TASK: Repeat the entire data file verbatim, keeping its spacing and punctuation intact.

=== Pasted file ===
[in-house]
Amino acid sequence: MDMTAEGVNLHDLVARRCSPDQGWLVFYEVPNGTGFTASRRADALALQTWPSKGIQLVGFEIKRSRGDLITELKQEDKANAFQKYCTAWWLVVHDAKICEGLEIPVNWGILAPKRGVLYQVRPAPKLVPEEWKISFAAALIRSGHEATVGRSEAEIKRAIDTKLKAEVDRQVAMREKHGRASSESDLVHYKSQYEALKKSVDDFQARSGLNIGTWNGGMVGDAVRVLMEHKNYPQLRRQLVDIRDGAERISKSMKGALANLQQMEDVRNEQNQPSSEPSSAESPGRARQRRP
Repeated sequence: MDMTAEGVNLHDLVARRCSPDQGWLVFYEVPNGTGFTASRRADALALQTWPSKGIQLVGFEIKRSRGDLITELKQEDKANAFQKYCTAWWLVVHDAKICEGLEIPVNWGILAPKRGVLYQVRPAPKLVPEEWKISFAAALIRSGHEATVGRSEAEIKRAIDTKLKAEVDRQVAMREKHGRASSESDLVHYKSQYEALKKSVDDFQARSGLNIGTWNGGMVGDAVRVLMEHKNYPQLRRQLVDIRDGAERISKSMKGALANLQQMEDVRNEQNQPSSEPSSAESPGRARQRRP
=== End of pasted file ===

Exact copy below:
[in-house]
Amino acid sequence: MDMTAEGVNLHDLVARRCSPDQGWLVFYEVPNGTGFTASRRADALALQTWPSKGIQLVGFEIKRSRGDLITELKQEDKANAFQKYCTAWWLVVHDAKICEGLEIPVNWGILAPKRGVLYQVRPAPKLVPEEWKISFAAALIRSGHEATVGRSEAEIKRAIDTKLKAEVDRQVAMREKHGRASSESDLVHYKSQYEALKKSVDDFQARSGLNIGTWNGGMVGDAVRVLMEHKNYPQLRRQLVDIRDGAERISKSMKGALANLQQMEDVRNEQNQPSSEPSSAESPGRARQRRP
Repeated sequence: MDMTAEGVNLHDLVARRCSPDQGWLVFYEVPNGTGFTASRRADALALQTWPSKGIQLVGFEIKRSRGDLITELKQEDKANAFQKYCTAWWLVVHDAKICEGLEIPVNWGILAPKRGVLYQVRPAPKLVPEEWKISFAAALIRSGHEATVGRSEAEIKRAIDTKLKAEVDRQVAMREKHGRASSESDLVHYKSQYEALKKSVDDFQARSGLNIGTWNGGMVGDAVRVLMEHKNYPQLRRQLVDIRDGAERISKSMKGALANLQQMEDVRNEQNQPSSEPSSAESPGRARQRRP